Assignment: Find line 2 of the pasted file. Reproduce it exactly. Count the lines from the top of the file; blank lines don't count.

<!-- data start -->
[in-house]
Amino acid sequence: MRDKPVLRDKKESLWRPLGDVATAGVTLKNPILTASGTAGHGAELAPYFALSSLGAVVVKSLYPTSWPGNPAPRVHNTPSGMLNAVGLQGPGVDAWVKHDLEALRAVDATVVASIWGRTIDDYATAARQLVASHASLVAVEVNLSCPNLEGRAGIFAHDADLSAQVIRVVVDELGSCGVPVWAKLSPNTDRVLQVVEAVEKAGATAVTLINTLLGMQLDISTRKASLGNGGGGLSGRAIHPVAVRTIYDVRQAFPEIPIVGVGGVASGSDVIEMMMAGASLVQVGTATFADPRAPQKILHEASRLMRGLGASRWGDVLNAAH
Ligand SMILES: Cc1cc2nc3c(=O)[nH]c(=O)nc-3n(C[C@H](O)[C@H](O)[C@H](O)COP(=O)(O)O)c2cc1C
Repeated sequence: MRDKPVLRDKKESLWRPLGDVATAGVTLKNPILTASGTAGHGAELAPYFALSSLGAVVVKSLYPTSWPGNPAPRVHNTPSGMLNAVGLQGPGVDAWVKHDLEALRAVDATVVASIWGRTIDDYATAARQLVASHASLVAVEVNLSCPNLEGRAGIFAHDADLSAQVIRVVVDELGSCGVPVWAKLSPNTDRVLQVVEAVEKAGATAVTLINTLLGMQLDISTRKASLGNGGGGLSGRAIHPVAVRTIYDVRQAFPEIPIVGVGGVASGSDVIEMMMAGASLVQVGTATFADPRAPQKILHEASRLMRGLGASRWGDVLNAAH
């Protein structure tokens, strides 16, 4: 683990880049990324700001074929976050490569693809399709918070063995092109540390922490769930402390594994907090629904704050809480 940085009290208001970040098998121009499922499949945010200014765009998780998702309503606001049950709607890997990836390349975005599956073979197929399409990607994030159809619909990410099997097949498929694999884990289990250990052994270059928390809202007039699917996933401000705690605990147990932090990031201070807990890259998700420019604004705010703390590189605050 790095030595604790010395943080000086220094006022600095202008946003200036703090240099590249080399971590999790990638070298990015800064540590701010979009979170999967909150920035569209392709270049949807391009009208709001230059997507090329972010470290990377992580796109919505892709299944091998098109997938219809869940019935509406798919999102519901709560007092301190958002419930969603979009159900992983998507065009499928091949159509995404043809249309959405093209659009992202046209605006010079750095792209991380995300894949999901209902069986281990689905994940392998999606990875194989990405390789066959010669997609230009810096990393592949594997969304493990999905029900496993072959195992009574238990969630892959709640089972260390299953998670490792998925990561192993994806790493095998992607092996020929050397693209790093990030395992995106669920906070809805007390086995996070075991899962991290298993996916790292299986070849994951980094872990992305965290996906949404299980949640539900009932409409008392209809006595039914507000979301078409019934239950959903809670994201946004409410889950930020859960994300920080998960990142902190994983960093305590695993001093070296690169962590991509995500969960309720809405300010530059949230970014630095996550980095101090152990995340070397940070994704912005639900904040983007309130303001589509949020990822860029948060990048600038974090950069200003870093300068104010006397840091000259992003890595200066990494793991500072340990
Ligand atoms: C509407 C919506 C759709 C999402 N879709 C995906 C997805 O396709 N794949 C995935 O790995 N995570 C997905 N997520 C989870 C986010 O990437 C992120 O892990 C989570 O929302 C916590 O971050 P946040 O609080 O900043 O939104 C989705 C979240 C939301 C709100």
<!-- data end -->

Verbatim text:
Amino acid sequence: MRDKPVLRDKKESLWRPLGDVATAGVTLKNPILTASGTAGHGAELAPYFALSSLGAVVVKSLYPTSWPGNPAPRVHNTPSGMLNAVGLQGPGVDAWVKHDLEALRAVDATVVASIWGRTIDDYATAARQLVASHASLVAVEVNLSCPNLEGRAGIFAHDADLSAQVIRVVVDELGSCGVPVWAKLSPNTDRVLQVVEAVEKAGATAVTLINTLLGMQLDISTRKASLGNGGGGLSGRAIHPVAVRTIYDVRQAFPEIPIVGVGGVASGSDVIEMMMAGASLVQVGTATFADPRAPQKILHEASRLMRGLGASRWGDVLNAAH